June 1, 2007

Vision taking shape for Heart and Vascular Institute

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Joan Lorber asks a question during the recent Vanderbilt Heart and Vascular Institute town hall meeting. (photo by Anne Rayner)

Vision taking shape for Heart and Vascular Institute

The second round of town hall meetings for the Vanderbilt Heart & Vascular Institute (VHVI) was held recently to update staff and faculty on progress made by the institute in further casting the vision for an elite heart program.

The meetings took place at 7 a.m. and 7 p.m. so as to allow the staff on both day and night shifts to attend.

“One of the key features of our institute is integration — the integration of cardiac surgery, vascular surgery, cardiology, cardiac imaging and cardiac anesthesiology,” said Douglas Vaughan, M.D, chief of the Division of Cardiovascular Medicine. He spoke to an audience of about 125 in the morning session.

In an effort to build Vanderbilt as a top-10 vascular center, a three-part program focusing on clinical care, research and training has been implemented. “Those [three] characteristics are what we're going to be made of,” Vaughan told the crowd.

A major highlight of the meeting centered on the accomplishments of the second quarter of the fiscal year. These included two successful heart stem-cell procedures, the region's first percutaneous procedure to repair ventricular septal defects (VSDs) and the affiliation with Maury Regional Hospital. VHVI began a partnership with the Columbia-based hospital in April to provide cardiovascular surgery services. Also, two new cardiac surgeons were announced at the sessions, Steve Hoff, M.D., and Betty Kim, M.D.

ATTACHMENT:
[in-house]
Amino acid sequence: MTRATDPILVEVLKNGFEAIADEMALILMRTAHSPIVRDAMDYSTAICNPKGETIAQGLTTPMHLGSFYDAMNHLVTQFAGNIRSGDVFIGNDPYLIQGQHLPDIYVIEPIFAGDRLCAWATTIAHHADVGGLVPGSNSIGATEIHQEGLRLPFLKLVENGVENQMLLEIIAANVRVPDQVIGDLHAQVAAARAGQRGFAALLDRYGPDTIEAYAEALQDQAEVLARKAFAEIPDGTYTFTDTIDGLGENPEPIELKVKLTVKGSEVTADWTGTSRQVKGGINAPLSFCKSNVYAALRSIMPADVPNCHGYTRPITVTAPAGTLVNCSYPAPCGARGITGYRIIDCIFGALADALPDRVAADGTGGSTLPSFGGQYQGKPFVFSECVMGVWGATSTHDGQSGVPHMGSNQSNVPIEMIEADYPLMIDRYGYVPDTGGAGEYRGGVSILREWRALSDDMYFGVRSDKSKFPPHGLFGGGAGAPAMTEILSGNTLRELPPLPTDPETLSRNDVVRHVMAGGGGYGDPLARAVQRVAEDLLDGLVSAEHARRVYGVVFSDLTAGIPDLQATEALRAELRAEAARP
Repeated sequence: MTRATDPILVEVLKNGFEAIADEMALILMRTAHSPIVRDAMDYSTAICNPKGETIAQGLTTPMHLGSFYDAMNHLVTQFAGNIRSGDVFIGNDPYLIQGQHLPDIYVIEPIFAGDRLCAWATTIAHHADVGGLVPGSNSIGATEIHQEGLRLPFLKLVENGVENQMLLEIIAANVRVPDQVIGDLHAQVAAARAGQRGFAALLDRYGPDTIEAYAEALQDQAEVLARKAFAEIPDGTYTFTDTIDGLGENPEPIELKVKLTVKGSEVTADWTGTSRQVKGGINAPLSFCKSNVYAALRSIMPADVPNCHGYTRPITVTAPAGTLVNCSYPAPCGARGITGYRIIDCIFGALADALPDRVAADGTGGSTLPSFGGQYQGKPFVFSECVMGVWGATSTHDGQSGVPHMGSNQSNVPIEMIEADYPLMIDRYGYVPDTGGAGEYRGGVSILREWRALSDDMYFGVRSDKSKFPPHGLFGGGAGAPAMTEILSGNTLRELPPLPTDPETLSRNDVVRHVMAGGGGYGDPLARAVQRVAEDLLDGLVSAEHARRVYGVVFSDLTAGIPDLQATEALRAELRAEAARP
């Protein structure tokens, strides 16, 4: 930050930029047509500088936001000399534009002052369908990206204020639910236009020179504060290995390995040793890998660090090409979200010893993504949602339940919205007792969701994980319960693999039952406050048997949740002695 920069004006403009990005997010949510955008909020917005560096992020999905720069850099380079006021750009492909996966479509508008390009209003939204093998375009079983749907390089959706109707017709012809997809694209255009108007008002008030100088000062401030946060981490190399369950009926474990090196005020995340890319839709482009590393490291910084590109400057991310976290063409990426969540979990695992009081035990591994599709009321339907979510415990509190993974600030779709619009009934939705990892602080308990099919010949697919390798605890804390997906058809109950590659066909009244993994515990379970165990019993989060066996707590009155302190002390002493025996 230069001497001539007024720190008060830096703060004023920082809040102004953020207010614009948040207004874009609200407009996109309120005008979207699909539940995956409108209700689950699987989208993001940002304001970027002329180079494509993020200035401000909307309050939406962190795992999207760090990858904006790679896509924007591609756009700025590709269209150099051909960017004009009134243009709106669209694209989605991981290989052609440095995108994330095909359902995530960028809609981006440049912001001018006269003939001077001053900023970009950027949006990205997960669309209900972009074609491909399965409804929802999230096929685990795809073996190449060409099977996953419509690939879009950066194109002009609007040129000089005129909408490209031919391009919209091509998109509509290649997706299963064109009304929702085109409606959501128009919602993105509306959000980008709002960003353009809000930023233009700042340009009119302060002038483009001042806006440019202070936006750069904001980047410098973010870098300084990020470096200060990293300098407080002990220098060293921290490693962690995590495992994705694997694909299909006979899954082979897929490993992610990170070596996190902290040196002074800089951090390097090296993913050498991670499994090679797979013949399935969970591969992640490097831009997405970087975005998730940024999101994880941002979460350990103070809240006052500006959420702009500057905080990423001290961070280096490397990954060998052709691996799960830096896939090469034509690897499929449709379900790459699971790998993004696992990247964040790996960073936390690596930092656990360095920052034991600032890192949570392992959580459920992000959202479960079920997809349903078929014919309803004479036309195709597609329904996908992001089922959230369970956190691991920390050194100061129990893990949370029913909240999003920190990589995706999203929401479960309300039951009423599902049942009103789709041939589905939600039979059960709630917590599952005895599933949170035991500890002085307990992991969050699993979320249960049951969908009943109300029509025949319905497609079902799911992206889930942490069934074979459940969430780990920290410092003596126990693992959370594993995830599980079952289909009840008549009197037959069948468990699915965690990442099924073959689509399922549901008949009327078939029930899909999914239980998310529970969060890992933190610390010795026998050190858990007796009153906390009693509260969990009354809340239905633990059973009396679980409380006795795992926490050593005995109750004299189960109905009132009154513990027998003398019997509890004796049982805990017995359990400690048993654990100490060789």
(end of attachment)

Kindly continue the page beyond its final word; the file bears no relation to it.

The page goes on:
In addition to discussing clinical care, the VHVI leadership talked about the cardiac and vascular research initiatives.

“We've got a lot going on with surgical investigations, as well as clinically,” said Thomas Naslund, M.D., chief of Vascular Surgery.

Much attention was spent at the town hall meetings on the patient-service aspect of the VHVI. The ultimate goal of the institute is to be the national leader in customer satisfaction.

“Quality to patients is care, information and respect … quality and service are synonymous for them,” said Robin Steaban, administrative director of the VHVI. “We are in the business of customer service; it's why we're here.”

Vanderbilt's commitment to excellent service is summed up in the acronym AIDET: acknowledge, introduce, duration, explanation and thank you. The belief behind the elevate program is that decreased anxiety and increased compliance yield increased patient satisfaction, which leads to trust and confidence.

“When [patients] leave, they have a concrete idea of why they were here and what was accomplished,” said Keith Churchwell, M.D., assistant professor of Cardiovascular Medicine, when he gave a presentation on AIDET.

The recent results of a telephone-based customer satisfaction survey conducted by Professional Research Consultants show that patient satisfaction is increasing, especially in the areas of staff courtesy and friendliness and the likelihood of recommendation. VHVI leaders hope that the numbers will continue to rise higher now with the implementation of AIDET.